“I told my PT, ‘This is doing nothing but giving me a wedgie,’” she laughed. “Kristy kept repeating ‘Heal, toe’ to remind me how to move my feet. As time progressed, I noticed I was doing it on my own.”

Occupational therapy to help her regain fine motor skills took many forms, including arts and crafts, which she particularly enjoyed. To prepare her for a potential return to school, the team worked with her on walking with a backpack.

“I definitely came out stronger,” she said.

Why the AutoAmbulator?

Getting Quintana into the AutoAmbulator as quickly as possible was a priority for Johnson, as they wanted her to begin bearing weight on her extremities as soon as possible. The device can also give patients a sense of security.

“Many patients who have had an experience like Steffany can feel very out of control while standing upright,” Johnson said. “The AutoAmbulator lets them feel secure in the harness, and they’re not standing with our help, but with the device.”

The robotic function of the legs is set to a patient’s unique step length. This not only retrains the brain on how to move properly, but also helps prevent any abnormal walking patterns from occurring.

Achieving milestones

Quintana stayed at Encompass Health Cypress for nearly a month, achieving new successes each week.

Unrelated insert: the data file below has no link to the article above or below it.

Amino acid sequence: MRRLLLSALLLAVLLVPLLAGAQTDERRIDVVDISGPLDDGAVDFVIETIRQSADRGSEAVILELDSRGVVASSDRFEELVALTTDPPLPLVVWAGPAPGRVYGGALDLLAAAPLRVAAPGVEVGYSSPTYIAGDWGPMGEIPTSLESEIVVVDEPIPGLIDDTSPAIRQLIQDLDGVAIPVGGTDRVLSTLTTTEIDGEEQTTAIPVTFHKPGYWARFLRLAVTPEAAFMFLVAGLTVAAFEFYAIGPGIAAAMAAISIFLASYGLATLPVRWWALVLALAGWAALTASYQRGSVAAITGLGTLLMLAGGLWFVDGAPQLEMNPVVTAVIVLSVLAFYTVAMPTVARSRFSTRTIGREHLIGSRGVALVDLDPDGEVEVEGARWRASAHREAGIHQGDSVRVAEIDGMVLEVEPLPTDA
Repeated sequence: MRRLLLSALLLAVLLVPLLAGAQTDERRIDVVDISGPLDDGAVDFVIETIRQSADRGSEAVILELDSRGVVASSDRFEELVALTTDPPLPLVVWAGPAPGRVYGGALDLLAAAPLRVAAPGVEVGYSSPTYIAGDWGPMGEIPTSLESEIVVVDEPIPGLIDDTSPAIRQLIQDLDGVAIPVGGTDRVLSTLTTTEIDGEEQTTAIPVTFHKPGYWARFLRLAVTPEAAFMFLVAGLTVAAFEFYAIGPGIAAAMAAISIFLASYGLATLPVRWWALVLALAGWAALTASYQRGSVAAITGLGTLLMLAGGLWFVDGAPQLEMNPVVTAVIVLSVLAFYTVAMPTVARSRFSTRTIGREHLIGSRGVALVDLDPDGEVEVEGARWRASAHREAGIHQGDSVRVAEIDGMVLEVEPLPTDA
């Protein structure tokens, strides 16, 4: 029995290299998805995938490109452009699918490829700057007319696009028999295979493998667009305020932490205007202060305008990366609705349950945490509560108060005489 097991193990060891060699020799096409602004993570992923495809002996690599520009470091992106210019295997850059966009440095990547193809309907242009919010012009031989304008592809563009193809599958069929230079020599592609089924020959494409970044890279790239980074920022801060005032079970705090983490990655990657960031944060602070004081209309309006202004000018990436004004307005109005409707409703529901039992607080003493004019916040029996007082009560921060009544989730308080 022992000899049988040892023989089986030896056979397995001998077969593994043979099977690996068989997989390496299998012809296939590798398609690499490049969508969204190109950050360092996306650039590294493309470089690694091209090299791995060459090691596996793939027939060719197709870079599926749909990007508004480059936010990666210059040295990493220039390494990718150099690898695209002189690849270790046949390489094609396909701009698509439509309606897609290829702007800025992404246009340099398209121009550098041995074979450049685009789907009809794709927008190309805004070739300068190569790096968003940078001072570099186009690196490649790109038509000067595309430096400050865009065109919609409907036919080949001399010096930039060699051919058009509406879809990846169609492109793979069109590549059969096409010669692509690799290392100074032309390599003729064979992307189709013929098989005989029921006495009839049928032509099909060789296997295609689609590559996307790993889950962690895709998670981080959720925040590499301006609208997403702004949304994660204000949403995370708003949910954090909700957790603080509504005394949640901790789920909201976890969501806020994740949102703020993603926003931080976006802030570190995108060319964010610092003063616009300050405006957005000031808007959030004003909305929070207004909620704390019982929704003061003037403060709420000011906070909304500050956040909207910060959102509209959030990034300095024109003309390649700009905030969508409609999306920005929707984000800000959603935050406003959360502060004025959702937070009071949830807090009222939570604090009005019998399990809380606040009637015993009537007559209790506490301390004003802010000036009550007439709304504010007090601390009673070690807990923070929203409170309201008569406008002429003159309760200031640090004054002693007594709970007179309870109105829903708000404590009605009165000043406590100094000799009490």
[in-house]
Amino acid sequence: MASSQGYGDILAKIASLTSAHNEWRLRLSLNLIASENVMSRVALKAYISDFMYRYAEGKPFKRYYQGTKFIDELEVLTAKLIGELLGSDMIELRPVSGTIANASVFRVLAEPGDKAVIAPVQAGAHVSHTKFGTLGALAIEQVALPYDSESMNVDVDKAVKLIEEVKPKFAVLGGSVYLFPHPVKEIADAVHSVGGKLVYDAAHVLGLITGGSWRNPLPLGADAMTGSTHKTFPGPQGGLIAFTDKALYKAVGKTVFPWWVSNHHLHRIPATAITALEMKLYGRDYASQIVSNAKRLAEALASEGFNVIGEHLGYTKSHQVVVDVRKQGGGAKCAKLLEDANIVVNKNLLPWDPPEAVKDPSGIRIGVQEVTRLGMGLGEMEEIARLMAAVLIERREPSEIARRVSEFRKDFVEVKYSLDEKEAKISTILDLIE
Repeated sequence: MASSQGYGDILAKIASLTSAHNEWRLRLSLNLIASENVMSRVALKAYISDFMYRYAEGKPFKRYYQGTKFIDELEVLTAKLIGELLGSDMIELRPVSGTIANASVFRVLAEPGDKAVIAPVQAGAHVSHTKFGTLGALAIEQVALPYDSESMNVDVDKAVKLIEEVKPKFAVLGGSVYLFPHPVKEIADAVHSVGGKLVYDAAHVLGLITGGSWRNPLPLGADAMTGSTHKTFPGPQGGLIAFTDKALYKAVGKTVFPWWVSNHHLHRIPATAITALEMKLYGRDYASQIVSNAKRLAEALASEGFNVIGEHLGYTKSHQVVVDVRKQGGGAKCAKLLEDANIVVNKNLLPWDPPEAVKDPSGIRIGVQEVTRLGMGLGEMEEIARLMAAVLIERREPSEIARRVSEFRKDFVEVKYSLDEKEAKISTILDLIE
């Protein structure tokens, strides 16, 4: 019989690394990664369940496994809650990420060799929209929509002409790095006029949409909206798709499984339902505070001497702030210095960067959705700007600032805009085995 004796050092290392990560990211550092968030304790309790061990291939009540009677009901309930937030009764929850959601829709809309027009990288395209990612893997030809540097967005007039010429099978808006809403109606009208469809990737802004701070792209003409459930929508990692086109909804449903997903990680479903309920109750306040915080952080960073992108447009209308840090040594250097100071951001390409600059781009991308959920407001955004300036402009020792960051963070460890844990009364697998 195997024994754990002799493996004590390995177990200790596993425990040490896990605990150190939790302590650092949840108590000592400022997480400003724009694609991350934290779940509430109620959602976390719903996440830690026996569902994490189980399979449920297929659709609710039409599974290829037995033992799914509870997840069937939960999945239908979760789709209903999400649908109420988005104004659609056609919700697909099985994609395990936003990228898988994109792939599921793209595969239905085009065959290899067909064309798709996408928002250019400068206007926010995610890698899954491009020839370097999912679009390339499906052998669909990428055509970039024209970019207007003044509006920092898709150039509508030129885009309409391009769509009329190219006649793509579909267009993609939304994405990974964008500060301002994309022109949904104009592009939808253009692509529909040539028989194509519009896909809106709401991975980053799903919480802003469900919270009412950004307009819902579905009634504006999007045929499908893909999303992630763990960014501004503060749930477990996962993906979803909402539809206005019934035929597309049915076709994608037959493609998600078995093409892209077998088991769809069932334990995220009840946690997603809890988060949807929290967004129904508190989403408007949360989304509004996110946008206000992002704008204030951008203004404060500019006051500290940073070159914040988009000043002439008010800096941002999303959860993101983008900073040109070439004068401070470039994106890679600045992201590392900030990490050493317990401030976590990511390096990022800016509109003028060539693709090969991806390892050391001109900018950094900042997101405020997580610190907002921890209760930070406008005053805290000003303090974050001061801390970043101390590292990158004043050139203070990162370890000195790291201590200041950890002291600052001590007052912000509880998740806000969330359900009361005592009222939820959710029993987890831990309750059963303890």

One of her biggest goals, Quintana said, was to be able to eat whatever she wanted. She knew walking would come in time, but swallowing solid food was her top priority. She arrived at Encompass Health Cypress only able to eat thick liquids—which meant even Coke, her favorite, had to be thickened for her to consume. Speech language pathologists worked with Quintana to regain the ability to swallow, and to drink her first Coke since her stroke.

“Even if I had to learn to talk later, I wanted to eat whatever I wanted. All I wanted was a Coke—I cried over it,” she said. “I kept progressing until my swallowing was back to normal. Once I finally passed the swallow test, Sheila, the hospital CEO, brought me a Coke to celebrate.”

It’s mastering those day-to-day activities on your own that make a big difference in your confidence post stroke, Quintana said, from showering alone to regaining bowel and bladder control and no longer relying on diapers.  She was eager to do her own makeup again; it is a skill that she has almost mastered and continues to improve on every day.

“My sister was there with me the whole time,” Quintana said. “My occupational therapist was very adamant that my sister didn’t help me with things I was able to do on my own. It’s human nature to want to help, but I had to retrain my brain.”

Kristy Johnson, PT, Steffany Quintana and Elena Pugh, DTO

Over the course of her time at Encompass Health, her team knew when to push her and when to comfort her, and taught her that she was capable of doing more than she thought.

 “In the beginning, when we challenged her, she would break down when she wasn’t successful,” Johnson said. “That is commonly part of the grieving process after a stroke. Once she worked through that, she was coming to the gym asking, ‘Alright Kristy, what are you challenging me with today?’”

Her stay at Encompass Health Cypress taught her many things, she said, but most importantly, it taught her to be patient with herself and trust the plan put in place for her.

“When I was in the ICU, I was really scared for what rehabilitation was going to be,” Quintana said. “In the first two or three days, I was thinking, ‘Why am I here, this isn’t going to work.’ It did. Patience is everything.”